Opposition Leader questions why Minnis Government would seek to displace thousands of Bahamians with Enterprise Bill?

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Enterprise Bill will not secure jobs for Bahamians and will dangerously relax immigration laws….

Bahamians going home!

Nassau, Bahamas – Philip Brave Davis began scolding government MPs in the Parliament this week during the debate of the new Enterprise Bill [ The New Work Permit Bill], which seeks to relax the laws on immigration and open the floodgates for expat labour.

Teamwork by the Opposition began with Chester Cooper who questioned why an investor with $250,000, and not over $1million, should be considered in the legislation. Picewell Forbes questioned why was the bill being tabled at this time when right now in his community foreigners, after being granted certain permissions and access to land, move quickly to block locals from enjoying certain privileges they’ve always enjoyed.

Glenys Hanna Martin scolded the government, demanding the leadership within the government to tell the Bahamian people exactly what the bill is because it is not creating anything better but will actually take away jobs from Bahamians.

The legislation seeks to liberalize the granting of work permits to an enterprise that wishes to establish itself in The Bahamas, and requires work permits for its management team and key personnel.

The bill allows for a foreign employee of an enterprise that has a specified commercial enterprise certificate to enter The Bahamas “freely”. However, the application for a work permit has to be made 30 days once the certificate is issued. The certificate will remain valid for one year and is subject to approval. But here’s the catch: failure of the immigration department to respond to an applicant’s immigration [Work Permit] application will result in the work permit being deemed approved for three years automatically.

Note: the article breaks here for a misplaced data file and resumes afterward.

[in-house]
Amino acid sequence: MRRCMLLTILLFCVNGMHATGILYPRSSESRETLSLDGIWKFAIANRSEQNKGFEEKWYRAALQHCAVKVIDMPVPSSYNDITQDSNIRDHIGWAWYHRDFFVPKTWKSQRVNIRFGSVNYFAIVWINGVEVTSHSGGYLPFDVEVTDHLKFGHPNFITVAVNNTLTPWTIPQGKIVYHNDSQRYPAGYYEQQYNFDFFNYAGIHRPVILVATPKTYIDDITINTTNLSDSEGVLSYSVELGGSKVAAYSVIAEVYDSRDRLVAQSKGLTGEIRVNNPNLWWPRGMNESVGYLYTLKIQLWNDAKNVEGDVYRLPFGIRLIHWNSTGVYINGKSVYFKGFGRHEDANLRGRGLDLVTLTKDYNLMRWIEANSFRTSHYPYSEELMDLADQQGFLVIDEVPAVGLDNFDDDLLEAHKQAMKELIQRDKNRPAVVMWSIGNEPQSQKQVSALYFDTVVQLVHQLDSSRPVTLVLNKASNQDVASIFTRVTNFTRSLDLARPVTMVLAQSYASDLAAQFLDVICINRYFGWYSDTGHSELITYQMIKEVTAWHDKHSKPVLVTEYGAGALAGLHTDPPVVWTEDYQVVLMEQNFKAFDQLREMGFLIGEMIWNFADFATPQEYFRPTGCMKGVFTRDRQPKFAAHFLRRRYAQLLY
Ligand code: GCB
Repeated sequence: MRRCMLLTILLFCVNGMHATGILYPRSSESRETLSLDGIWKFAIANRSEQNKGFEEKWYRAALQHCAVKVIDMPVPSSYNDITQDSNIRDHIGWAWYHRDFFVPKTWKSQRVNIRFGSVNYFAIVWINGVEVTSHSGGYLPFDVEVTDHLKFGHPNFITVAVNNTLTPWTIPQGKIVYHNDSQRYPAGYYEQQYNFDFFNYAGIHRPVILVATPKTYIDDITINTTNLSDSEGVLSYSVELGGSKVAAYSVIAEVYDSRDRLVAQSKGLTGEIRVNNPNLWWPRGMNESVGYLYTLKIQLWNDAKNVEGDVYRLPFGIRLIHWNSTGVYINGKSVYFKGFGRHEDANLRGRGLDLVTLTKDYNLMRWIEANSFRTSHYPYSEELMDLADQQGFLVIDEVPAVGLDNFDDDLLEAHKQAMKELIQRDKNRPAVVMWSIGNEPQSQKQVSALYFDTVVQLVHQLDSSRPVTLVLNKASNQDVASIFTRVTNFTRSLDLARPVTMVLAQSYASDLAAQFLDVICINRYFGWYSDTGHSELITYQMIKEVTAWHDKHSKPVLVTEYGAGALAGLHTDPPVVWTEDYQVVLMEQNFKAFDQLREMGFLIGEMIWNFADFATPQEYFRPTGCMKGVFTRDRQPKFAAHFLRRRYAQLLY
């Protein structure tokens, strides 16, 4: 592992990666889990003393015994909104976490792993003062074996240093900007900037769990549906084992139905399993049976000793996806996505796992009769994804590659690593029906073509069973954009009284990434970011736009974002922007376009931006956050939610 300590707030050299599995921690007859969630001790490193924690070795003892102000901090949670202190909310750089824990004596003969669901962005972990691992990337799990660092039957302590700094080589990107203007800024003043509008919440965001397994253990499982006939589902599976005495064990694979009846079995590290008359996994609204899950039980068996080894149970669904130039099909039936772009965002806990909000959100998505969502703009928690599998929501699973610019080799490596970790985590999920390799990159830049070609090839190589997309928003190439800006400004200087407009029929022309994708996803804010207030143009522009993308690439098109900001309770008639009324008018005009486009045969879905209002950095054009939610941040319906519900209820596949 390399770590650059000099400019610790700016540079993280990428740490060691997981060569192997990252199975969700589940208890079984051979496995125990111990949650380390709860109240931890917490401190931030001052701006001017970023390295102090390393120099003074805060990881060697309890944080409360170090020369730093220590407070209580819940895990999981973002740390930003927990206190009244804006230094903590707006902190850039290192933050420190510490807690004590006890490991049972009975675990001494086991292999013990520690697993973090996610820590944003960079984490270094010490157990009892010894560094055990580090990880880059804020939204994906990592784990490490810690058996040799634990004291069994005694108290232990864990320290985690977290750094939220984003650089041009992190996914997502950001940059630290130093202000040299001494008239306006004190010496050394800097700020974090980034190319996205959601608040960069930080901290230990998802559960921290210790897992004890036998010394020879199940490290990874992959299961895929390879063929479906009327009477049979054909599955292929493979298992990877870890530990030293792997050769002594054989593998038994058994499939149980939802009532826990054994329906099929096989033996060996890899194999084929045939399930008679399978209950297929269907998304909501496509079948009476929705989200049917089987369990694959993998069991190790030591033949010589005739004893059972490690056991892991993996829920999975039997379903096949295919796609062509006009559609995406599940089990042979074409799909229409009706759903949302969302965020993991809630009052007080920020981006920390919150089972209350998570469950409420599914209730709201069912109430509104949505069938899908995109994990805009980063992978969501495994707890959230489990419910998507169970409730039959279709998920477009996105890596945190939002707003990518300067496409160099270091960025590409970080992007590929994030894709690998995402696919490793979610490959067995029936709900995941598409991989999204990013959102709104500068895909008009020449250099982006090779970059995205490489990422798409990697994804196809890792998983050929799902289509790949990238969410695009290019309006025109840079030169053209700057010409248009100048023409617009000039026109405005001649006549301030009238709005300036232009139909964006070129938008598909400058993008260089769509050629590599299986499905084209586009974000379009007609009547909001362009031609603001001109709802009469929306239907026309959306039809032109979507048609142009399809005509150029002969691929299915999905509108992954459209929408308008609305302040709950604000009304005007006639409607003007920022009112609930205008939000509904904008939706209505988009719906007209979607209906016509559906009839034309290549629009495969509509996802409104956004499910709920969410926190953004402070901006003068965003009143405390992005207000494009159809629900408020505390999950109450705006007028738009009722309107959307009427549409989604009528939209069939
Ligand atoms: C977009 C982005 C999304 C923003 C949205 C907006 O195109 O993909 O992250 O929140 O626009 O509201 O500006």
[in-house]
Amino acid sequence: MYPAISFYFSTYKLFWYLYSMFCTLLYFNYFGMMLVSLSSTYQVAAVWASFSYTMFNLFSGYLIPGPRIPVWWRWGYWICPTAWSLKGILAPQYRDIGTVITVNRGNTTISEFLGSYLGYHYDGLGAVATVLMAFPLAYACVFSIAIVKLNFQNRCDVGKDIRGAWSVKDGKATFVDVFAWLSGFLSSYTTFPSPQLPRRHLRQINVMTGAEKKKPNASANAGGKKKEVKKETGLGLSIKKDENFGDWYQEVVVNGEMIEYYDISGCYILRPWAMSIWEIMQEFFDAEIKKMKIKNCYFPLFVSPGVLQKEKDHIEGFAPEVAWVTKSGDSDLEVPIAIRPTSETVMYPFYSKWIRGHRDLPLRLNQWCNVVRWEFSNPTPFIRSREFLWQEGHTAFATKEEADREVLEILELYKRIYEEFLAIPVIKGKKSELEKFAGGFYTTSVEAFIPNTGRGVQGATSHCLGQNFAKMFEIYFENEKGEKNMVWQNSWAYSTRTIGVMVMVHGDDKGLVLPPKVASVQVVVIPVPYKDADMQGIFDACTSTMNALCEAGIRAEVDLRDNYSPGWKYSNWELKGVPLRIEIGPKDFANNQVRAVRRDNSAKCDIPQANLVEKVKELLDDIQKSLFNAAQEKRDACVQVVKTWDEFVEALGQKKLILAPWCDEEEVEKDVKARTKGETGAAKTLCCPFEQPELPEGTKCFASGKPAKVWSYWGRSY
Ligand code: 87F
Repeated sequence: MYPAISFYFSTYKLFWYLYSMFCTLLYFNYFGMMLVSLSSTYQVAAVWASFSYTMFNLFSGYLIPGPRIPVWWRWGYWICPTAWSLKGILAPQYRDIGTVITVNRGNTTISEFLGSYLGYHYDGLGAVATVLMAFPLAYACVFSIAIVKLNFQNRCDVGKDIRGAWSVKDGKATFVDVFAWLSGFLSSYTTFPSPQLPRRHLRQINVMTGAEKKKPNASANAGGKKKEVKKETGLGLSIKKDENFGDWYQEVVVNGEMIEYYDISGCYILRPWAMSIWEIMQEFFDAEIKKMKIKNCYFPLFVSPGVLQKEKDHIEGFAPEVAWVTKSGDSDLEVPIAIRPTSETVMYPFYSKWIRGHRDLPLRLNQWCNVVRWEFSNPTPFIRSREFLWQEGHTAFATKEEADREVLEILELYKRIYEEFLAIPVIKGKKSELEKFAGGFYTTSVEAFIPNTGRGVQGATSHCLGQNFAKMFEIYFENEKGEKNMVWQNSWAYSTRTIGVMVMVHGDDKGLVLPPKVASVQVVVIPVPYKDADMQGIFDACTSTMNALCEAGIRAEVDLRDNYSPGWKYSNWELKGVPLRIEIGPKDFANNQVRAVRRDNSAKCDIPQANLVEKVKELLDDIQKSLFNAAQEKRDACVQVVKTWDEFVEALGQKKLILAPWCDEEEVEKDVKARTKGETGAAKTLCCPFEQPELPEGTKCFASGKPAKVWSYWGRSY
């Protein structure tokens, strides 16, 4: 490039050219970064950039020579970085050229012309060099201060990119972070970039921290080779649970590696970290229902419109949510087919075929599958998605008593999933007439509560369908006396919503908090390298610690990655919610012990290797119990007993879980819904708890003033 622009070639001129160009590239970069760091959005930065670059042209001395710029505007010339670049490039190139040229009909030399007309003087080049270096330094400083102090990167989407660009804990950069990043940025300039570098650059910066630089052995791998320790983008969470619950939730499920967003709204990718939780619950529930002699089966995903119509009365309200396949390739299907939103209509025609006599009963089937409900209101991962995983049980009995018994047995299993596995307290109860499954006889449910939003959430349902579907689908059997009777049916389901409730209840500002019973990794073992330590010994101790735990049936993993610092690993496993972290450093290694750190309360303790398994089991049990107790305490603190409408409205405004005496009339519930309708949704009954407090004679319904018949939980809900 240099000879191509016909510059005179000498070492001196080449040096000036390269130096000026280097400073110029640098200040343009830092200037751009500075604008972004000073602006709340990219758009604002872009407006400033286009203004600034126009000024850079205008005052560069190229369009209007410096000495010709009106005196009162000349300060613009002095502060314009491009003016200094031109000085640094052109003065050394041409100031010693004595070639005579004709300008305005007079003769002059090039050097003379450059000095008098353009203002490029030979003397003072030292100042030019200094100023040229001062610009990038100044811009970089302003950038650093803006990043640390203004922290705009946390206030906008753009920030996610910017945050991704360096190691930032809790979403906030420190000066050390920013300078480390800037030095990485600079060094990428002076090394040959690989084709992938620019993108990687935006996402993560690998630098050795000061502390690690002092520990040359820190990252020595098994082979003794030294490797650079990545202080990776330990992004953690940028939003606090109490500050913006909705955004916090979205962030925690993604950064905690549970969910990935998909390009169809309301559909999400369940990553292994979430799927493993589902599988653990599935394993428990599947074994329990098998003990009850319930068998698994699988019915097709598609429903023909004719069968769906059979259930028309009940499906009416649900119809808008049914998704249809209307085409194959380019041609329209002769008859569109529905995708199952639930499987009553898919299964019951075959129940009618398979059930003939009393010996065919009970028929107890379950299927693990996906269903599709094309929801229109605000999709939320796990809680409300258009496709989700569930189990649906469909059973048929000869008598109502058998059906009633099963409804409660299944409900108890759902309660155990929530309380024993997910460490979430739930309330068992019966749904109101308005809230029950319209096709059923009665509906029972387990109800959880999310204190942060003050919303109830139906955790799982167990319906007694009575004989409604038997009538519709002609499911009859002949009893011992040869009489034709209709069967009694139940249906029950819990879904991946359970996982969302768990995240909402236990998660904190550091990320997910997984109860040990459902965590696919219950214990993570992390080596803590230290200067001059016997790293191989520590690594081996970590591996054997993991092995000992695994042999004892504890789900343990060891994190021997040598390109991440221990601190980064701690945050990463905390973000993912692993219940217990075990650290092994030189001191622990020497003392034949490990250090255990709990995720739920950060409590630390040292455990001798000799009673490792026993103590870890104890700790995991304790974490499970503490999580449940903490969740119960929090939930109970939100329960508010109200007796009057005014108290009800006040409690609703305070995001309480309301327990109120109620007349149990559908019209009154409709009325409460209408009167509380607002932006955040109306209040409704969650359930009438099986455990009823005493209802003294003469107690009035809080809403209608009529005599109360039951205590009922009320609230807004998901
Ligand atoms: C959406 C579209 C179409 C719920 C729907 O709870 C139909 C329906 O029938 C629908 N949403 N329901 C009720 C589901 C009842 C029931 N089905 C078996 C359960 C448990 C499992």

The thought of that sent the leader of the opposition to his feet as he lectured the Parliament on how the Chamber is to uphold and protect and modernize the laws to protect Bahamian jobs and not relax them.

Opposition Leader Philip Davis began by reminding the House what the fundamental differences were between the PLP and FNM on such national issues.

Davis said, “On 2nd November 1997, Sir Lynden reflected that ‘the philosophy of the Progressive Liberal Party is Progress and Advancement in harmony with the protection of the rights, value and dignity of the Bahamian people.’”

Quoting Pindling, Davis added, “The process by which these are achieved is as important as the end because the means determine the quality of the end.” He summed up the bottom line by saying that “Dignity is more important than the dollar and people are as important as profit.”

“On the other hand, I look Sir Lynden’s summation that ‘The FNM’s philosophy is Progress and Advancement at the cost and expense of the identity, dignity, value, worth and prosperity of The Bahamian people, hence the sale of our birth right for a bowl of porridge.’”

He said: “This philosophy is based on the principle ‘the end justifies the means’ and renders the process more important than the results and the profit more Important than the people.”

Davis added, “Given the fact that Bahamians do not need work permits, I question which Bahamians will benefit from legislation that will ‘liberalise the granting of work permits’?

“Further to that is the fact that the Minister responsible for Financial Services is set to usurp the authority of the Minister responsible for Immigration. Today, both Ministers reside in the person of the Member for Anne’s Town. This is powerful! All of the dots are now connecting.”

Davis went on to lecture the Parliament on these matters and then pointed to the fact that the Minister for State for Legal Affairs came into the House not prepared, not understanding what is drafted in the bill and has failed to correctly argue on the points of the bill.

Davis asked why would the FNM jeopardise the livelihoods of professionals? “Have they taken into consideration the requirements in law for our architects, engineers, construction contractors, lawyers, doctors? Will they be crushed by the ‘Super Minister’?”

In the end Mr. Davis told the Parliament the opposition will not support the bill.

We report yinner decide!